By Brendon Bosworth
In the face of rampant rhino poaching in South Africa, some conservationists and private rhino farmers are lobbying for removal of the international ban on rhino horn trading and the creation of a legal market, to quell poaching.
"The trade ban is creating a situation where rhinos are being killed unnecessarily," Duan Biggs, research fellow at the Centre of Excellence for Environmental Decisions at Australia's University of Queensland, told IPS. "It's taking resources away from other conservation efforts, and is leading to the situation where there's a pseudo war taking place in the Kruger National Park."
The South African government is exploring this option and could make a proposal at the 2016 Convention on Trade in Endangered Species of Wild Fauna and Flora (CITES) to allow it to open up rhino horn sales. That would require support from a two-thirds majority of the 178 member states.
Proposals to lift the ban, which has been in place since 1977, have sparked debate about whether a legal market would actually curb poaching. Opponents worry that it would stimulate the black market trade that exists in parts of Asia, where rhino horn sells for 65,000 dollars a kilogramme – more than gold or cocaine – and is touted as a cure for hangovers and an aphrodisiac in countries like Vietnam.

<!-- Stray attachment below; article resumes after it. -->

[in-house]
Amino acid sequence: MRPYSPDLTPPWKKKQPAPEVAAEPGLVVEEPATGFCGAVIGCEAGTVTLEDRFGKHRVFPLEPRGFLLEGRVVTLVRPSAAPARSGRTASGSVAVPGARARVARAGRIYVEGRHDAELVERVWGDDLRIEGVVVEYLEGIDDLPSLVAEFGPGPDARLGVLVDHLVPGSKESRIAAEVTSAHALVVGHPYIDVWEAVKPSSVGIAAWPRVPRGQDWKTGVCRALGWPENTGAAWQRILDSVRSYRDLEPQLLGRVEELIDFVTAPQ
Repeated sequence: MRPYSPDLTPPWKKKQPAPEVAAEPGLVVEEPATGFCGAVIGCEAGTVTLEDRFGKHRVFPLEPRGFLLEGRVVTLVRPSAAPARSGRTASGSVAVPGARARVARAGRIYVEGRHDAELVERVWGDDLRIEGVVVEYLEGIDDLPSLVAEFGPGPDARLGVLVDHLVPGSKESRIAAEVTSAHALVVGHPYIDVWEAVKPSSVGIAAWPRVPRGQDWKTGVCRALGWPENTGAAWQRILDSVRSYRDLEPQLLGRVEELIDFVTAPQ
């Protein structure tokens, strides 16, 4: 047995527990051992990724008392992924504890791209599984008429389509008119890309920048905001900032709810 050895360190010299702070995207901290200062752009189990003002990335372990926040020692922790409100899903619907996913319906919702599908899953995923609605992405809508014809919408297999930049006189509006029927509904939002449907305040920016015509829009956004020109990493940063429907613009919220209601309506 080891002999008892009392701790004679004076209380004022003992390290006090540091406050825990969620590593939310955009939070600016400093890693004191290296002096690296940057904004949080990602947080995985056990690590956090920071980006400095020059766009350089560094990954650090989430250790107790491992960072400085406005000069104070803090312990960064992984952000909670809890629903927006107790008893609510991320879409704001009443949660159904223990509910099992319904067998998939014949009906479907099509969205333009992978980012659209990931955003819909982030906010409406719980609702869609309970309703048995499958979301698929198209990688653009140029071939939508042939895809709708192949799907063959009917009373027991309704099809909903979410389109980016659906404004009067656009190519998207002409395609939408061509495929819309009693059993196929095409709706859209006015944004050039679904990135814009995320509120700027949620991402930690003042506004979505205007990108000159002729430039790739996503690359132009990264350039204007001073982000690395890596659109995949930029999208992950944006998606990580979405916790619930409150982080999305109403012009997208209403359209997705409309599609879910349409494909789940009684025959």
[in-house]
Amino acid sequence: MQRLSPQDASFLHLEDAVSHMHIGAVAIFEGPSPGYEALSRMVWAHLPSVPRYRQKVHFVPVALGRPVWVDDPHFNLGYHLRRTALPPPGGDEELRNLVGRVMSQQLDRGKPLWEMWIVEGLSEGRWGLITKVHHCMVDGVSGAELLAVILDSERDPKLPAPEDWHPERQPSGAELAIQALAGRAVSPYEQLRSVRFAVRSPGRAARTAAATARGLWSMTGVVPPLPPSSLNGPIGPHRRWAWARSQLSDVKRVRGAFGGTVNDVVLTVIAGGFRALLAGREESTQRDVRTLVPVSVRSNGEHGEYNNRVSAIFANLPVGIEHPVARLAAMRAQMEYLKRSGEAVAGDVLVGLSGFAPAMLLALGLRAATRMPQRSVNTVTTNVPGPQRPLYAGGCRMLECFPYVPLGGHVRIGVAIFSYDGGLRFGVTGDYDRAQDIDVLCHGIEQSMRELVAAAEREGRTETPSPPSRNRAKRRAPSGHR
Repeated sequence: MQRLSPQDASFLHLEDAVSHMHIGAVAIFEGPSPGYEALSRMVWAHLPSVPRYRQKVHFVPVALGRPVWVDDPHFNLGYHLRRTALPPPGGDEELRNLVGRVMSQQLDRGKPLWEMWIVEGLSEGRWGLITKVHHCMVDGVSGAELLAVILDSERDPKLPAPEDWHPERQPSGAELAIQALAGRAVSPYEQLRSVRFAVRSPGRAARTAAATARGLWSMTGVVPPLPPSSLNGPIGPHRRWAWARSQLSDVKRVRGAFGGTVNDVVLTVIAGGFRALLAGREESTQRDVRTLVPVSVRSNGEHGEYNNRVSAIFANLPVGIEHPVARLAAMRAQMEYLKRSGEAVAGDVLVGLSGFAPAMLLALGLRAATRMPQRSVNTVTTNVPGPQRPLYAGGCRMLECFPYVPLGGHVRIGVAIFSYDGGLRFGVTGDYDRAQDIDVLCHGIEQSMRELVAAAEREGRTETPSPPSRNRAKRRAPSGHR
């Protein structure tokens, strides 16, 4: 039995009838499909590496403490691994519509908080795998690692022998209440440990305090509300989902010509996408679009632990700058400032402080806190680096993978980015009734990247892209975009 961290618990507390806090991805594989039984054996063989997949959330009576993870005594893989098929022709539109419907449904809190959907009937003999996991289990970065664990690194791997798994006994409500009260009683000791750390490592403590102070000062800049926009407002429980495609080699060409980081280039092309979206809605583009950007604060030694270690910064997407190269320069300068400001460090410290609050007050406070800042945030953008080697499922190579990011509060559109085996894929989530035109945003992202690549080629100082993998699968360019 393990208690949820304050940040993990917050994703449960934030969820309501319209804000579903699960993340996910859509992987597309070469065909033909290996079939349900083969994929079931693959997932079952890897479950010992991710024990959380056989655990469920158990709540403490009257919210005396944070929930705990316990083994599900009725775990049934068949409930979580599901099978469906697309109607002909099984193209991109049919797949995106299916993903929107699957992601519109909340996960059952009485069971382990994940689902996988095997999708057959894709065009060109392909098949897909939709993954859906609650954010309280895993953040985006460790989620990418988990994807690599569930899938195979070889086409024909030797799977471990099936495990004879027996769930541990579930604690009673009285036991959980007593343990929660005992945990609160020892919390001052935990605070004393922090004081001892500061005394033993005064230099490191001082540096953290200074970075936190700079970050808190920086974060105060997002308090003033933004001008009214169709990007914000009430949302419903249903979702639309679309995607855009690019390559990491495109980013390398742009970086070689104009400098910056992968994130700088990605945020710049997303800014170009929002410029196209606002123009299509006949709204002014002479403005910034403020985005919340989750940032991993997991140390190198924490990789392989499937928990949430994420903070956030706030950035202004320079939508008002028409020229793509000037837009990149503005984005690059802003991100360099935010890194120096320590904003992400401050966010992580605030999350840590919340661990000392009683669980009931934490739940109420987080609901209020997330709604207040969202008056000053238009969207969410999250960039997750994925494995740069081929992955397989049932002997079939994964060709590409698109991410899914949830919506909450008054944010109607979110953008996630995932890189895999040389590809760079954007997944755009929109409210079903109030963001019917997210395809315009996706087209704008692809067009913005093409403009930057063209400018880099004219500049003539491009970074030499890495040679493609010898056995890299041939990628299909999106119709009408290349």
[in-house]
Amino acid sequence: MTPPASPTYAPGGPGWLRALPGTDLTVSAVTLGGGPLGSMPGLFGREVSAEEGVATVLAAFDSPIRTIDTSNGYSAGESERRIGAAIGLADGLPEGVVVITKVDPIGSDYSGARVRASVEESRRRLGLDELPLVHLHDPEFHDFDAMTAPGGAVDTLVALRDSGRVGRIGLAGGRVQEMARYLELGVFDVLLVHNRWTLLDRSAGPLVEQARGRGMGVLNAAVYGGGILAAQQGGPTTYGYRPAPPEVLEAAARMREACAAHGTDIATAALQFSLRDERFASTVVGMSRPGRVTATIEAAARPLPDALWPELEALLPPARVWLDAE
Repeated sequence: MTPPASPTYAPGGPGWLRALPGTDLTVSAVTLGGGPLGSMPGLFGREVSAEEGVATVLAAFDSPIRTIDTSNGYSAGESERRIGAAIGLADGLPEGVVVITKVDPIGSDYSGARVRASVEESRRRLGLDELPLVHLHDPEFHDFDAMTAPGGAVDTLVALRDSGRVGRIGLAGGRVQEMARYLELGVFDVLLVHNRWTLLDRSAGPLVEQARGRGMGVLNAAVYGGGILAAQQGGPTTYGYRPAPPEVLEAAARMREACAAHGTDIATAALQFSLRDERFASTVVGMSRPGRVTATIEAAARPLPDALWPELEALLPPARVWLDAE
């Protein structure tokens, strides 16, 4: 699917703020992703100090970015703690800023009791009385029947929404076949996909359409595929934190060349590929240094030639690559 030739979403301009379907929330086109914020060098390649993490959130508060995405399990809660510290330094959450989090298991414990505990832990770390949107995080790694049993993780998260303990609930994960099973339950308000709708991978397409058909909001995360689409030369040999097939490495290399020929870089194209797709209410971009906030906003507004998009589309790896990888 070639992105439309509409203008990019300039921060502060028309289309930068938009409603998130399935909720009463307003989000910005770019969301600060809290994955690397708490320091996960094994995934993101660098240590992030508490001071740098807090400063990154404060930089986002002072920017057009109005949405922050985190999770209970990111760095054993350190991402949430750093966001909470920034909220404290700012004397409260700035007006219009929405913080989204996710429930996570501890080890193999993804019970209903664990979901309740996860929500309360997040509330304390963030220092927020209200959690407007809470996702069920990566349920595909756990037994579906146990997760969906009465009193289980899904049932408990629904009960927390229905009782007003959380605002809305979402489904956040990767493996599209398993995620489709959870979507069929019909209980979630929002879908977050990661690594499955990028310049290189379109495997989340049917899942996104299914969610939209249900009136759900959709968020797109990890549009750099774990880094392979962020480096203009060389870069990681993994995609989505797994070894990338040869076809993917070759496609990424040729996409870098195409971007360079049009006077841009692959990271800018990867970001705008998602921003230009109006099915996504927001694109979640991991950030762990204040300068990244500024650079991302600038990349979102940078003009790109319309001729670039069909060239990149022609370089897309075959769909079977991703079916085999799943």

But advocates say it would be the solution to the poaching crisis.
Last year, poachers killed 668 rhinos in South Africa, mainly in the Kruger National Park, which houses the world's largest population of white rhino.
In an Apr. 3 press statement, the government said that the number of rhinos killed since the start of 2013 totalled 203. Poaching has roughly doubled each year over the past five years in South Africa.
If poaching continues at the current rate, the Kruger National Park's rhino population will start to decline from 2016, according to South African National Parks researchers. Worse, scientists estimate that if poaching accelerates, Africa's rhino could be extinct in the wild in just 20 years. More....